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Lotta Jansdotter's Everyday Style: Key Pieces to Sew + Accessories, Styling, and Inspiration Hardcover – November 3, 2015
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1. There is a cohesive theme to the whole book--in other words, the projects contribute to a unified style. If you like that style, you will like all the projects. In many sewing books the projects are grouped into chapters for clothes and accessories, for bags, for the home, for babies, and for children. Often a third of the book is of no interest to me because I don't have kids and only occasionally make something as a gift for a new mom or a child. It seems to me that many books are padded with silly useless projects just to balance the size of each chapter.
2. Lotta writes about how the various pieces will work in different fabrics and with different styling details. She features her friends and colleagues wearing the clothes so you get to see how they have interpreted the designs. It makes the book fun to read and inspiring, and she includes interesting details about her friends--I felt like I could relate to them and share their creative outlook.
3. The projects are simple but unique--like the patchwork scarf, which I've already made, and the fabric bracelets. Those are particularly nice because every sewist has bits and pieces of lovely fabric they don't know what to do with. Sure, you could probably figure out how to make those yourself, but you might not think of them and Lotta provides useful details and directions.
I can see myself making most of the projects in this book. I made the pants this afternoon and I love them. The patterns are printed on both sides and on top of one another, so you have to trace them out, which is a bit challenging. But most books with patterns do it this way now.
In sum I'd say that if you like Lotta's effortless euro-global chic, you will love this book.
The book really is a delight to look at and read. Some of the projects seemed a little unoriginal, like the fabric cuffs, and I am still trying to figure out which pattern I want to start with - the Kiomi top looks nice, but will it make me look pregnant? The Owyn pants are fun, but tapered legs don't suit my shape. I may widen the leg a bit to make it work for me, which means making a muslin, which means it will take longer to get a finished product. The Pilvi jacket is classy, but I don't know if I would actually wear it. Also, the patterns suggests using woven fabrics such as quilting cotton. As a sewist who is just beginning to branch out from quilting and chidren's clothing, I hate to think I would be making things that won't hold up to daily wear. Full disclosure: she does recommend using heavier weight fabrics when appropriate. The fabrics in the clothes pictured are largely lightweight with a few in heavier weights, but those are prohibitively expensive. I understand some sewists adjust to the idea of paying more for decent apparel fabric. As someone who is still lacking confidence in making my own clothes, I am not ready to spend for a garment I may spend hours on and then hate.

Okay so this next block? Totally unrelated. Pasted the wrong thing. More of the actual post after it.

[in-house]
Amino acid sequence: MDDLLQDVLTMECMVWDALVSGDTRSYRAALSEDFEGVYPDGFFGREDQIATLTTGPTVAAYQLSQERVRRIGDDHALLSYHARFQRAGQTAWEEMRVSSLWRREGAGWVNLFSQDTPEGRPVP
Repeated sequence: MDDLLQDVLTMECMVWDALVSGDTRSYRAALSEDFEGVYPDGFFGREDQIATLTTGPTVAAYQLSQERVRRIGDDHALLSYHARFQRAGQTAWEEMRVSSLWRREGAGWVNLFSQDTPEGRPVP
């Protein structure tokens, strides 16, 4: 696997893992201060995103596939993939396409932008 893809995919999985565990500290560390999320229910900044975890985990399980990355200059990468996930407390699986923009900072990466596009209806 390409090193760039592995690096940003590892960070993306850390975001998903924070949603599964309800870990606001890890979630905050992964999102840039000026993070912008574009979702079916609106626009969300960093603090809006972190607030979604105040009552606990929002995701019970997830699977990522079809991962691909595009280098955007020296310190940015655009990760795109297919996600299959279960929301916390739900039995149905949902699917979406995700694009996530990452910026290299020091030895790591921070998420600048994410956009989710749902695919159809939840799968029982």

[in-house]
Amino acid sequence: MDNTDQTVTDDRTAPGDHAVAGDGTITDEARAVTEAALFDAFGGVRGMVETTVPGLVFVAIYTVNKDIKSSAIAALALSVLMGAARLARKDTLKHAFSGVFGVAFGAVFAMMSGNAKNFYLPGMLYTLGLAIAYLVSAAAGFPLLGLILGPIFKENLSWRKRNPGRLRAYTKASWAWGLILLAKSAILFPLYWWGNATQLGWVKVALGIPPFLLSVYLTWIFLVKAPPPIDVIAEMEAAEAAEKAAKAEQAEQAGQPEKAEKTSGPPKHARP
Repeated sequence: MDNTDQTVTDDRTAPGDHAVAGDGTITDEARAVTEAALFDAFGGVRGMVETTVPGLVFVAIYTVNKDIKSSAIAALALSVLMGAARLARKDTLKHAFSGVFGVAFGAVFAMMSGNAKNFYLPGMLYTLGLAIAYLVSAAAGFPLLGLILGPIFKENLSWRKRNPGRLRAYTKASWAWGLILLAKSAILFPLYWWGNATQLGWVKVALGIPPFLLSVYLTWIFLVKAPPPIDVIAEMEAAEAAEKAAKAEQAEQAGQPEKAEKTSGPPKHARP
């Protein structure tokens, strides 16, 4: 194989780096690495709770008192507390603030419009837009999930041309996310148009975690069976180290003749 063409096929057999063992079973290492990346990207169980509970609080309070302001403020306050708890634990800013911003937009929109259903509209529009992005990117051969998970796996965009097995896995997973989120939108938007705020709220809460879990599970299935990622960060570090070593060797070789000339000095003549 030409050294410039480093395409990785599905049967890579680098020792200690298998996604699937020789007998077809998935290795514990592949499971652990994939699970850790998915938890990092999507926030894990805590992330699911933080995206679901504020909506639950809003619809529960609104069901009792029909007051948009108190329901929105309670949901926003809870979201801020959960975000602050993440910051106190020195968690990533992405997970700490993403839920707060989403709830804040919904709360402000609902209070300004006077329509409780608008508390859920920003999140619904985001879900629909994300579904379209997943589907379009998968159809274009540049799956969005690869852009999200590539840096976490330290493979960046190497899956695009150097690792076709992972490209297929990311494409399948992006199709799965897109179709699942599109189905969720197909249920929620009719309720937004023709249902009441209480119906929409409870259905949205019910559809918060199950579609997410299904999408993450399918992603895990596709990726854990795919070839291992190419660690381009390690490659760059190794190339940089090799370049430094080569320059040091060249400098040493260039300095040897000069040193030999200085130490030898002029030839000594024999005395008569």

The thing is, for all my misgivings about actually trying out the patterns, I still really enjoy paging through the book, imagining what different pieces would look like in different fabrics. Whether or not I ever get around to making the clothes, I feel like the book has informed me in developing my own personal style, and reading it and looking at the pictures has been a real treat.
Update: I made the Kiomi top and mid length dress from the book. I attached a pic of the top since there are hardly any images on the internet of these besides the ones from the book. I added an inch and a quarter to the hem of the top since I have a long torso, and you can see with the extra length it hits right at my hip. I also took the sides in a full four inches at the hemline, by taking a yard stick and drawing a line down the side of the pattern (cutting a wedge shape from each side, the bottom of the wedge being an inch wide). Even with that change, there is still a LOT of room in the shirt. I used double gauze for the body of the shirt and Kaffe Fassett shot cotton for the bias bound edges. I made the dress (not shown) with voile and shot cotton bias tape.